David Leitch’s Atomic Blonde opened to a full house at its Canadian premiere (at the Fantasia Festival). Anticipation was high for this supercharged slugfest. Expecting action? It’s here. Hoping for plot twists? Satisfactory. Is it effective overall? Open to interpretation.
Charlize Theron is beautiful, her co-star James McAvoy is sexy with intensity, and careful attention was given to the sets. At home, Theron is always bathed in blue light. Location shots depict Berlin’s quaint little streets like a tourist pamphlet. 80’s music lovers will be happy with the soundtrack. However, the alignment between song selection and the corresponding action may either be a roaring success, or completely cheesy. It’s hard to tell if the film is being serious or if we’re to assume a certain level of cheekiness. It comes off almost bratty the way Til Tuesday’s “Voices Carry” appears ever so efficiently when one character is telling another a secret that probably should not have been shared. This manner of matching the action to a song is either brilliantly mastered, or completely over-the-top depending how much importance we attribute to it. The hyperbole continues with Peter Schilling’s “Major Tom” accompanying an airplane scene, and a song by Queen preceded by a reference to joining the Queen. Whether tongue-in-cheek or not, the music is a fun throwback.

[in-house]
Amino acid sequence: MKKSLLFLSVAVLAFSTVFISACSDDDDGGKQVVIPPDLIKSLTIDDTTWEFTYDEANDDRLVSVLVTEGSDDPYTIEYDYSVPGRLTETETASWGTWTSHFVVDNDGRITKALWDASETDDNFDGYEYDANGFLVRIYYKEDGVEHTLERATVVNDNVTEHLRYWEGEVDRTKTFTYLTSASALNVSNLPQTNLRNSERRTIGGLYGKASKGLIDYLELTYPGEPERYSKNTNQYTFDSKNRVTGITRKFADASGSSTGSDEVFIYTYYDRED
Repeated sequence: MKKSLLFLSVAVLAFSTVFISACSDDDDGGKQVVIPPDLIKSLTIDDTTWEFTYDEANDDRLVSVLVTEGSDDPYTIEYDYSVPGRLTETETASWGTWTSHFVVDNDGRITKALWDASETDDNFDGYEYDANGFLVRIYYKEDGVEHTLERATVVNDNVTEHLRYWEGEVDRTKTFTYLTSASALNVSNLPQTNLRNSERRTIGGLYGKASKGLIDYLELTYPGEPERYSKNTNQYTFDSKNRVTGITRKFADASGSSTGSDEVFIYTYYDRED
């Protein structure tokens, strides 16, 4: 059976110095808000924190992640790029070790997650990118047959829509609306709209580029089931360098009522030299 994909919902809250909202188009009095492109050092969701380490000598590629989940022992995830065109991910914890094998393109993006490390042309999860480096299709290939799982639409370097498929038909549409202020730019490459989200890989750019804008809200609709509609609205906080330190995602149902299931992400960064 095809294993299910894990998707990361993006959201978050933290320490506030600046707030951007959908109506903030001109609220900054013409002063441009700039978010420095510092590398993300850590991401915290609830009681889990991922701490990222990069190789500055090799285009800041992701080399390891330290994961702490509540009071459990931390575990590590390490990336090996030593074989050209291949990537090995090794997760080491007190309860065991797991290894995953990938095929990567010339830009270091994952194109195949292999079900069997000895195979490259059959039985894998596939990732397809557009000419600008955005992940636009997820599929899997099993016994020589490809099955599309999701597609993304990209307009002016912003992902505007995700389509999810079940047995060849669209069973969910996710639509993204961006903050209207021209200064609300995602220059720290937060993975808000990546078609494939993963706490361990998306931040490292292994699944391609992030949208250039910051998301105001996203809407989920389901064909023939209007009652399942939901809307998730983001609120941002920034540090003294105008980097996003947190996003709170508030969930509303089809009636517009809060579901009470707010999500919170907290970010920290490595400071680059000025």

Deceit is the big word, here. Every enemy is an ally, and vice versa. Once one lie is uncovered, a new one surfaces. Had this concept been touched on with a bit more focus, it could have packed a tighter punch. And speaking of punches…
Wow, Theron. Wow.
The combat scenes are violent because they come on suddenly and with realistic blows. Whatever choreography is present to protect the actors is outshone by real fists hitting flesh and real bodies crashing into walls. Apparently Theron asked her co-stars if they were okay after she’d beat them up for the camera.
The claustrophobic sets (staircases, compact car interiors) are captured by impossibly positioned camera crew (read: invisible). CG is used extremely well here to blend the possible with the near-impossible on set. For that alone, Atomic Blonde is worth a look. The rest is gravy.
Atomic Blonde starts nationwide this Thursday.